On a different note, Poland is a staunchly Catholic country, and I won't be surprised if they start teaching creationism in schools as an "alternative theory". The only condition should be that they should teach all "theories" of creation, including that of the Flying Spaghetti Monster and the Dozing Fatty Spinster.


  1. I just think this whole debate is overrated. If God created a world looking like it evolved, then no scientist will be able to prove or disprove that. On the other there is no reason for a religious person to consider evolution more than a scientific theory. Since it is a productive scientific theory it should be taught.

  2. Yes, I agree. But if God really created the world, then science can at least investigate his tracks. The real problem is that these guys want to teach creationism in schools; if they kept to themselves, most scientists would not have bothered.


    In the UK the government is to write to schools telling them that teaching materials promoting creationism should not be used in science lessons.

  4. Have you been touched by His noodly appendage?

  5. If it can't be disproven, it isn't science. That's the whole point of falsibility - if the outcomes of theory A and theory B can't be distinguished by experiment or observation, then the theories are falsifiable, and there isn't any point in dealing with them further. Evolution is disprovable because it makes positive claims of what happened while creationism/intelligent design/whatever some genius comes up with next does not, and probably can't (if God exists, He probably used physical processes to do it, after all - but that leaves a whole lot of possibilities). If you can't look for any evidence nor ask constructive questions of a theory, there doesn't seem to be a (scientific or logical) point to doing so.

    If the people people believe so strongly in God, why do they need validation (isn't that the point of faith, and of truth as well)? If it doesn't work as logic, and contradicts the faith on which it depends, then there must be some other reason for its existence. ID/creationism/etc. is a power grab by some Christians over others (subscribers to literal Biblical interpretations over nonliteral interpretations) and over non-Christians (particularly atheists). The "keep to themselves" part is precisely what is excluded here - one set of people wants to institute their idea of truth as policy and to wield the power that results. The last few times people have tried that, though, it seems to have worked out badly for all involved. In addition, the Bible itself seems to provide substantial evidence that such an action denies the principles on which they claim to act and is self-defeating as well (he Pharisees, for example). Considering all of the ways in which ID seems to have been used to indicate disregard for both science and religion, it deserves amply the scorn it has received.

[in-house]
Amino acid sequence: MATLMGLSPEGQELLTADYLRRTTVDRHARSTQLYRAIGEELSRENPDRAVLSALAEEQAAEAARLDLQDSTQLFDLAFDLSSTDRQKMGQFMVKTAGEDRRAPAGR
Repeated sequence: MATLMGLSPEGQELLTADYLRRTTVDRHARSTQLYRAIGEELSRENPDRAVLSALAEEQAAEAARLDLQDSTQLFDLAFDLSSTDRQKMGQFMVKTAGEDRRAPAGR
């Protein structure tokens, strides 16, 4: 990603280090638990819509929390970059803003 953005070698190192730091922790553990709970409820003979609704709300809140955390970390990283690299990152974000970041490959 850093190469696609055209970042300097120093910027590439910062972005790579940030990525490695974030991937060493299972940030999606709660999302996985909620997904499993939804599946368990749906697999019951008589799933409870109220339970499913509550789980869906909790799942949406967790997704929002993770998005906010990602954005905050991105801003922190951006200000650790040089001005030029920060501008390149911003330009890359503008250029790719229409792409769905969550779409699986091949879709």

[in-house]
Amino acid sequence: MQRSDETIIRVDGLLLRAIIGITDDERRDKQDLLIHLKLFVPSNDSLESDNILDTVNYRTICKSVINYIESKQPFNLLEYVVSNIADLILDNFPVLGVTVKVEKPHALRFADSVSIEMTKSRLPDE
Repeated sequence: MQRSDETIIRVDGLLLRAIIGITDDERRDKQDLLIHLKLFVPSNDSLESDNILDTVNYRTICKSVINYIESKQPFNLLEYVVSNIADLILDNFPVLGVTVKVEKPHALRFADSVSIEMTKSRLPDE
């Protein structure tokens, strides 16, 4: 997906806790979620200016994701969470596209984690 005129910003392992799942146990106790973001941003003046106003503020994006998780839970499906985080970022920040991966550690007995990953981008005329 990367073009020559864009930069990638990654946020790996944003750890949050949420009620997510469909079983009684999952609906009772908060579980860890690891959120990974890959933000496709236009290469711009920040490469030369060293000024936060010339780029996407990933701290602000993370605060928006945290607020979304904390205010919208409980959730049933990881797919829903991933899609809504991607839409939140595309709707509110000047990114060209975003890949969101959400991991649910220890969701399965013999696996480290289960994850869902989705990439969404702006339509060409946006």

6. science is designed to investigate things that can be sensed with our senses (touch, sight, smell, taste, hearing) or with instruments to assist our senses with processes to fast, slow, small, large, or far away to directly sense.
    Origins is a subject that cannot be tested by any means that I am aware, if someone invented a time machine or something while I wasn't looking, then I'd like to hear about it. Unless this is the case, science has no real business studying the past.
    All the creationists want you to admit is that creationism and evolution are both theories, and since evolution is taught as fact in our own public schools, something should change.
    I wont get into debating the two theories to much, but can anyone deny that evolution is currently a theory with no real proof outside our classrooms, and scientists minds?

  7. Yes i'm totally agreed with all your words. Thank you for info sharing with well written post.Eventough this article been posted very2 long time ago, but it is worth of time to read it :). Thank you again.